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Styf: The shark story is not real

Published: Friday, March 31, 2017 3:26 p.m. CDT • Updated: Monday, April 3, 2017 6:44 a.m. CDT
(Schalk van Zuydam)
In this Aug. 11, 2016, photo, a great white shark swims past researchers as they chum the ocean looking for sharks in the waters off Gansbaai, South Africa. Extensive research by shark expert Michael Rutzen and his marine biologist partner Sara Andreotti has found that great whites off the South African coast are rapidly heading for extinction. (AP Photo/Schalk van Zuydam)
Jon Styf

On Thursday morning, I got a phone call in my office.

Had I heard about the great whites in Morris? Were they real?

The caller, purporting to be a zoology professor interested in a research trip with students, wanted to know what we knew.

"Can you say that again? Are you talking about sharks?" I asked.

"Yes," was the response.

So I searched Twitter and Google and found the source.

It was a post, on a "Prank Your Friends Now!" website that apparently a lot of people have shared.

As reporter Heidi Litchfield wrote in January, be careful what you're sharing on social media. Much of the stuff you see that shocks you isn't real.

I called back and left a message to tell the caller as much.

When I reached Heidi, she already knew about it and had been tagged in posts about it several times a day before. She wasn't the only one in the newsroom who had.

The photo used on the post was actually used on a different post, claiming a shark sighting in the Mississippi River, in October. Snopes debunked it then.

I'm not going to share the fake post here, that would be contradictory.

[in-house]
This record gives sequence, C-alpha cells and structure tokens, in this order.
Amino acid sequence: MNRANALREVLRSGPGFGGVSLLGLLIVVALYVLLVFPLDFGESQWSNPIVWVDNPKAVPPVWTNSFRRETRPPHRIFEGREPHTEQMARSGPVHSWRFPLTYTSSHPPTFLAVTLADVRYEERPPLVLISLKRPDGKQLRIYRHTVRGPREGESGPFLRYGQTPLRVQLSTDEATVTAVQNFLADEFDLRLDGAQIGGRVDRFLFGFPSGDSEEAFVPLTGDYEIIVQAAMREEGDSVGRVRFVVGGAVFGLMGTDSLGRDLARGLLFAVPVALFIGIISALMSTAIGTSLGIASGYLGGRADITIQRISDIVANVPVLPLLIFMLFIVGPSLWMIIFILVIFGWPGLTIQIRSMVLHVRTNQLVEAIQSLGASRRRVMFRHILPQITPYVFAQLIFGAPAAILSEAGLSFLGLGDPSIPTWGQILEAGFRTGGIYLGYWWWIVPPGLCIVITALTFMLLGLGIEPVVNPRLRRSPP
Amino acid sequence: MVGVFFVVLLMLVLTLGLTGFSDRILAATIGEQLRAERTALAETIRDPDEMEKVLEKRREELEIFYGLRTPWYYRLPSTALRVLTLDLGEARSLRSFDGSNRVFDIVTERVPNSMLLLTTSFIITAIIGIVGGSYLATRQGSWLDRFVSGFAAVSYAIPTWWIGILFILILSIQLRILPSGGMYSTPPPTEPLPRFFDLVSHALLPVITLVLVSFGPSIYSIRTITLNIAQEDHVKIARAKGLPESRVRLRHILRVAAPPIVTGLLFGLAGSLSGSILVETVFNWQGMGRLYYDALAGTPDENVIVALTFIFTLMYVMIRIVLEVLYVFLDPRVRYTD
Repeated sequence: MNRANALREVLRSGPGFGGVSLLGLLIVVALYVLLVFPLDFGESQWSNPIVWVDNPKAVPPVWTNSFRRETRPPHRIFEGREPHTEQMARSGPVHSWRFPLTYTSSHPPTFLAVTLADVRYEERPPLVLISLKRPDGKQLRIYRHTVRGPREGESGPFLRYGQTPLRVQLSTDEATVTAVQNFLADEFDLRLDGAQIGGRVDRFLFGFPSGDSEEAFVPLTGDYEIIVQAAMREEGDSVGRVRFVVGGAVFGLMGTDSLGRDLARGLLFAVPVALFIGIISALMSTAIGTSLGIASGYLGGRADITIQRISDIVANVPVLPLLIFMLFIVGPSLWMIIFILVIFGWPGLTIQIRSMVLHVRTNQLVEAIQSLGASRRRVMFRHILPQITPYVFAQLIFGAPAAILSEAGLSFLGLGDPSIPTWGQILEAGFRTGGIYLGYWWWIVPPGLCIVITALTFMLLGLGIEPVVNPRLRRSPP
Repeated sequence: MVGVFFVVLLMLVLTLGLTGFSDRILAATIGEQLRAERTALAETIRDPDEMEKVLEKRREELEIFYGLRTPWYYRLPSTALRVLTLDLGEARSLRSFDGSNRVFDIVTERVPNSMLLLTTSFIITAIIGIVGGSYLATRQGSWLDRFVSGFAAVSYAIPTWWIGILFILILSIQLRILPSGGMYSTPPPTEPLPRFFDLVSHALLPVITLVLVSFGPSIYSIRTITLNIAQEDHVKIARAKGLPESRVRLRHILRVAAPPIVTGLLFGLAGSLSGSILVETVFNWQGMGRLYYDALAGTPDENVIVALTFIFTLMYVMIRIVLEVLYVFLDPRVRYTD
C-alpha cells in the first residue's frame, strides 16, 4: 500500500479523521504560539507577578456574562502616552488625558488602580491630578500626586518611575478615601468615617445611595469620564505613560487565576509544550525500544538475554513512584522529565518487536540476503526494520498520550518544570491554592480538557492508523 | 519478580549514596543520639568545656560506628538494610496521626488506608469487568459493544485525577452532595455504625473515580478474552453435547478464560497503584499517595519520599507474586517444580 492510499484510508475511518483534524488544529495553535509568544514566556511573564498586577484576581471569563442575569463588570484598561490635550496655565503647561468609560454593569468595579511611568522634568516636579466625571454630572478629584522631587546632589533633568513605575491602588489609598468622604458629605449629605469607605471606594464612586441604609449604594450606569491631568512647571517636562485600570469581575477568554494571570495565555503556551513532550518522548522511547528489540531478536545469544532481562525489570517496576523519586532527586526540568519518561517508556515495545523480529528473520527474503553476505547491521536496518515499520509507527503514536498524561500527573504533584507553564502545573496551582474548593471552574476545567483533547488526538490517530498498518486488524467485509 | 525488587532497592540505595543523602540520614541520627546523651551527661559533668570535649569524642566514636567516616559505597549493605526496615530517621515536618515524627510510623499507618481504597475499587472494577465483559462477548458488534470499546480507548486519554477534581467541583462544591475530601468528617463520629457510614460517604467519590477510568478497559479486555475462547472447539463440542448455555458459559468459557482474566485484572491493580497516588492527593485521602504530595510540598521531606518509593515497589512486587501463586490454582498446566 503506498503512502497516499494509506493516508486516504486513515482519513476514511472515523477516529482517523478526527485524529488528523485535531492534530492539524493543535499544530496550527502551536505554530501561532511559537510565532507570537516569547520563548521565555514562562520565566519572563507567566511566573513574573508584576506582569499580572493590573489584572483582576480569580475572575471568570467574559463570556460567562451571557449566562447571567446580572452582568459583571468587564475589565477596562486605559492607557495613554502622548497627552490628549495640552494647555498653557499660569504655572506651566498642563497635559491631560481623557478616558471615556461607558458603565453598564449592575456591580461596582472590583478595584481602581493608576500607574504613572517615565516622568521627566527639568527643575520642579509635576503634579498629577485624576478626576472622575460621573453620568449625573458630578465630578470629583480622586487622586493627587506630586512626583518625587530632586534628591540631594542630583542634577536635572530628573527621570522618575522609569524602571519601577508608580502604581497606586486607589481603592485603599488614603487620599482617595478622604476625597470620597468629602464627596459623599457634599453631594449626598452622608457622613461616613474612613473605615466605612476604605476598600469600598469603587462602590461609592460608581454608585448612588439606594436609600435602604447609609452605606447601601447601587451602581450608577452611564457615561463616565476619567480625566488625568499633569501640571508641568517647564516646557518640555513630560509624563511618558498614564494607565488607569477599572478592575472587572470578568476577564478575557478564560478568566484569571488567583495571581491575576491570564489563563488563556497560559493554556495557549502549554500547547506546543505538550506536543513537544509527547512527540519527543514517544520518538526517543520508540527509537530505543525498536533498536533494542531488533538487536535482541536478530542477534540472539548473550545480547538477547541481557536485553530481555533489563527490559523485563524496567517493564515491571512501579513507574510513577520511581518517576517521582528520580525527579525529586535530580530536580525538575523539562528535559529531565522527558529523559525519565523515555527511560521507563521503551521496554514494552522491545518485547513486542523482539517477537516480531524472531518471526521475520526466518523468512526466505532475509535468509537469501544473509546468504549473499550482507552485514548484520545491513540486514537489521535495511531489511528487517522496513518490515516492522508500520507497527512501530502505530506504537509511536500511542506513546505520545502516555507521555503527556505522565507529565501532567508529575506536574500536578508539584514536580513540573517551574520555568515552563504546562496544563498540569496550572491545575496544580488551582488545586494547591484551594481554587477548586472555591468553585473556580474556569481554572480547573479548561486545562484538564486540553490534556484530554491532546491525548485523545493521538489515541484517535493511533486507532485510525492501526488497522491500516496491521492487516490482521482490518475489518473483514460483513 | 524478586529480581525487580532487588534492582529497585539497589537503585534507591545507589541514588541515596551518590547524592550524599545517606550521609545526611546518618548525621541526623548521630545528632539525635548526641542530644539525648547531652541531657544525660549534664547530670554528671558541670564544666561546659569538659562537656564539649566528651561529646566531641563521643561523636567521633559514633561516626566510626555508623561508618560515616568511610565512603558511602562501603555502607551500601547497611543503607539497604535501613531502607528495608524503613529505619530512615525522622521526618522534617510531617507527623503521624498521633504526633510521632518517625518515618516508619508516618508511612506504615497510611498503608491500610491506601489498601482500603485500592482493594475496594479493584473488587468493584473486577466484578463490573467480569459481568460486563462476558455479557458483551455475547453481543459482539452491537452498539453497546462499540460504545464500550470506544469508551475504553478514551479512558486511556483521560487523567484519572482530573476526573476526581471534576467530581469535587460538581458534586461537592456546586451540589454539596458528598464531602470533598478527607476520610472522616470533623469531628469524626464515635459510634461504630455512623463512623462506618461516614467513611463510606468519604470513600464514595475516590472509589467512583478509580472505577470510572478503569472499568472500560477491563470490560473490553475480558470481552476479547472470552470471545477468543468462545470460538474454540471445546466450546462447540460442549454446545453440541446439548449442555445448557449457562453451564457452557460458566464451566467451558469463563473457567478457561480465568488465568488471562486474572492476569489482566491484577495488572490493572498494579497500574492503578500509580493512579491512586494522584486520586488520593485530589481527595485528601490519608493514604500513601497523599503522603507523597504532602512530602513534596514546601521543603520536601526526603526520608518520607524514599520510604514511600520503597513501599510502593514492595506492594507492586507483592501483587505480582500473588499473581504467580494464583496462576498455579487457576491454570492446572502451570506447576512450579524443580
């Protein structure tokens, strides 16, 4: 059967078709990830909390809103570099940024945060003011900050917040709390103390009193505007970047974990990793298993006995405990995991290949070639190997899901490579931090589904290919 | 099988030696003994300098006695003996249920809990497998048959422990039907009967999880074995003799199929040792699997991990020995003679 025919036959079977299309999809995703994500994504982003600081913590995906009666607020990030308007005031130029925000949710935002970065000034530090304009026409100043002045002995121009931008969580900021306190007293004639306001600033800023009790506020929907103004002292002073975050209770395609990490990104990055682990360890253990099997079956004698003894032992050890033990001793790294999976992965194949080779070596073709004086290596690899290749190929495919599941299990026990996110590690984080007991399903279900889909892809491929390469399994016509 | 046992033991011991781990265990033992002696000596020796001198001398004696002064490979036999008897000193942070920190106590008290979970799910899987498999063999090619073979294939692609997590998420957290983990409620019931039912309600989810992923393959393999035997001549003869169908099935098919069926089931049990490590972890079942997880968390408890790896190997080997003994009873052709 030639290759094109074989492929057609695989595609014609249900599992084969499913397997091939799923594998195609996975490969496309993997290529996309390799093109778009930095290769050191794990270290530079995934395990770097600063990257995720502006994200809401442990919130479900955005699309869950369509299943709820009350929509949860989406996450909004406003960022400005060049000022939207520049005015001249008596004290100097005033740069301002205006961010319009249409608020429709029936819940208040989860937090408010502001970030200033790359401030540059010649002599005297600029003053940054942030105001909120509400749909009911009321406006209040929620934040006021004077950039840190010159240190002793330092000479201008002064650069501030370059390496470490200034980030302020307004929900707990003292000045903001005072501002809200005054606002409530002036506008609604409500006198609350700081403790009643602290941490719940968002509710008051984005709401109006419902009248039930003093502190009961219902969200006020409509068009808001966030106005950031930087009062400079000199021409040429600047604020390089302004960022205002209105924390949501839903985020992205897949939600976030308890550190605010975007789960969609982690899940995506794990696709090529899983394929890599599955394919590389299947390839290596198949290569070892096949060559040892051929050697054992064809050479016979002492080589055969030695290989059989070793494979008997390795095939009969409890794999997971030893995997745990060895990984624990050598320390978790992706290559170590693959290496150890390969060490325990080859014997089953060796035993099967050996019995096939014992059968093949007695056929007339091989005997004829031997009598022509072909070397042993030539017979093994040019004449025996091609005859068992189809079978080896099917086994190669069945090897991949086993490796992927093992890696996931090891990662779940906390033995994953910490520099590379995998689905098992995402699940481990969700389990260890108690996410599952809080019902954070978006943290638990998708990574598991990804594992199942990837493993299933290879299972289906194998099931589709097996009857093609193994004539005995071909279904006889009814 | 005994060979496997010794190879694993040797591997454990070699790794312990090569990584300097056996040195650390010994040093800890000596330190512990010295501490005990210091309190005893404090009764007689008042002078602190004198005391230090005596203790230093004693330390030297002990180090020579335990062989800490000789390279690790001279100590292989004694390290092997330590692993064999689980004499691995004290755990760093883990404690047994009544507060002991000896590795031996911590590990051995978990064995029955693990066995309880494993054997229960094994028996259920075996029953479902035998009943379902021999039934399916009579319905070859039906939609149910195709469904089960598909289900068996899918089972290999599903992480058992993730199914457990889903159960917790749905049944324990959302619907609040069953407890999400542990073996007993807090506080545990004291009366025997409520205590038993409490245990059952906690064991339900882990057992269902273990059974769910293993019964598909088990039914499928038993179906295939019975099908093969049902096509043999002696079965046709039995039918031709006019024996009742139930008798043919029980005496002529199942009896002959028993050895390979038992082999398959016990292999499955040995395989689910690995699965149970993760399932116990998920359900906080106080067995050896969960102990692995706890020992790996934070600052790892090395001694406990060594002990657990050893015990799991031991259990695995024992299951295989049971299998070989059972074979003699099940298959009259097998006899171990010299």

But since we received a message on our Facebook page regarding it Friday, it's clear that some are unclear on the reality here.

So you know, someone posted the same story with the same photo on that same site regarding St. Louis on Friday.

While I've lived in climates and areas where sharks are very real, and will see more when I visit the Shedd Aquarium this weekend, there is zero threat of sharks naturally ending up in the freshwater here. Or surviving even if someone dumped one in a river here (how the heck and why would you do that with a "great white?").

While there are some mighty big muskies and flathead catfish in Illinois rivers, there are not Great White sharks.

While I have no idea if it was a real professor calling me, or someone trying to prank us too, it's clear that the sharks are not real.

So please stop sharing it.

• Morris Herald-News Editor Jon Styf can be reached at jstyf@shawmedia.com, on Twitter @JonStyf or at 815-280-4119. Styf also is editor of The Herald-News, Herald Life and is an editor with Pro Football Weekly.

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